Why Students Home Schooled In Math Score Higher On General Vocabulary
A new study published in the Journal of Experimental Child Psychology reveals that students whose parents teach them math at home from an early age not only improve their math skills but their language skills as well. Researchers at Purdue University in Indiana found that children who discussed math-related concepts at home scored highly when tested for general vocabulary, even more consistently than children who only received exposure to reading and writing at home.
Working with 116 preschool children, ages 3-5, the researchers evaluated performance in math and language arts courses during the fall and spring of the school year, tracking the relationship between exposure to math at home and performance in both math and literacy activities at school. The team discovered that when parents discussed math-related concepts, like counting and comparing numbers, with their children, those children performed better at school not only in math lessons but in language-related lessons as well.
Doctoral student Amy Napoli, who led the study, summarises it this way: “Exposure to basic numbers and math concepts at home were predictive, even more so than storybook reading or other literacy-rich interactions, of improving preschool children’s general vocabulary.”
In other words, there appears to be something about discussing math that gives children a verbal leg-up from an early age. But why, exactly?
Napoli and her team believe one reason could be “the dialogue that happens when parents are teaching their children about math and asking questions about values and comparisons, which helps these young children improve their oral language skills.”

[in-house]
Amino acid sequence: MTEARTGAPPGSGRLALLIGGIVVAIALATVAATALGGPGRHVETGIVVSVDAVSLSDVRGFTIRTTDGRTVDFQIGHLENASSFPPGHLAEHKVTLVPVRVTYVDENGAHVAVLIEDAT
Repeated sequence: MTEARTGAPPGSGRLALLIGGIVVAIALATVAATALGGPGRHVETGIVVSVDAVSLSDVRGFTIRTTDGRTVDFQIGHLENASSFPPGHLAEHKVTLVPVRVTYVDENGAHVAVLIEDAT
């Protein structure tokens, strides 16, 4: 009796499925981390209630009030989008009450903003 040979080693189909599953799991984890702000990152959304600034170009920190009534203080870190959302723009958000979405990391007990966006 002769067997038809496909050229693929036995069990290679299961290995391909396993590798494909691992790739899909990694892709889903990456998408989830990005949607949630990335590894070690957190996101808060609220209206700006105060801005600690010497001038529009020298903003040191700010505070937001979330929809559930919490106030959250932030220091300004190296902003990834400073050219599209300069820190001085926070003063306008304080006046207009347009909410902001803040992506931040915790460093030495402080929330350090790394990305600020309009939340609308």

While teaching their children how to express or solve a problem, parents must explain their reasoning and thought processes, which in turn prompts questions and further discussion.
Another consideration, Napoli says, is that engaging in math “exposes children to vocabulary that they may not be exposed to in other contexts.”
“We don’t often think about it, but during the early years especially, math really is very language-based. Before children learn the meanings of written numbers and move toward more complex calculations, a lot of the math that they engage in is verbal. Participating in these verbal interactions with their parents may boost general vocabulary as well.”
Teachers can benefit from these findings as well as parents, as it doesn’t seem to be the “home schooling” aspect so much as the discussion aspect of teaching math that contributes to higher vocabulary. When students must interpret and describe numerical concepts using words, it’s no big leap to assume they are stretching their capacity to describe concepts in general.
For parents hesitant to teach math at home, Napoli says it’s not about expertise—it’s about the conversation. Even simple discussions about adding or subtracting can make a difference. Napoli recommends talking about counting, connecting numbers to quantities, and comparing values. It also helps to “make counting purposeful,” such as “there are three cookies for a snack” rather than “there are cookies for a snack.”
“When working with families, there is a math-related anxiety aspect and that is probably why more parents focus on literacy than on math,” Napoli says. “But, if you can count, then you can teach something to your child.”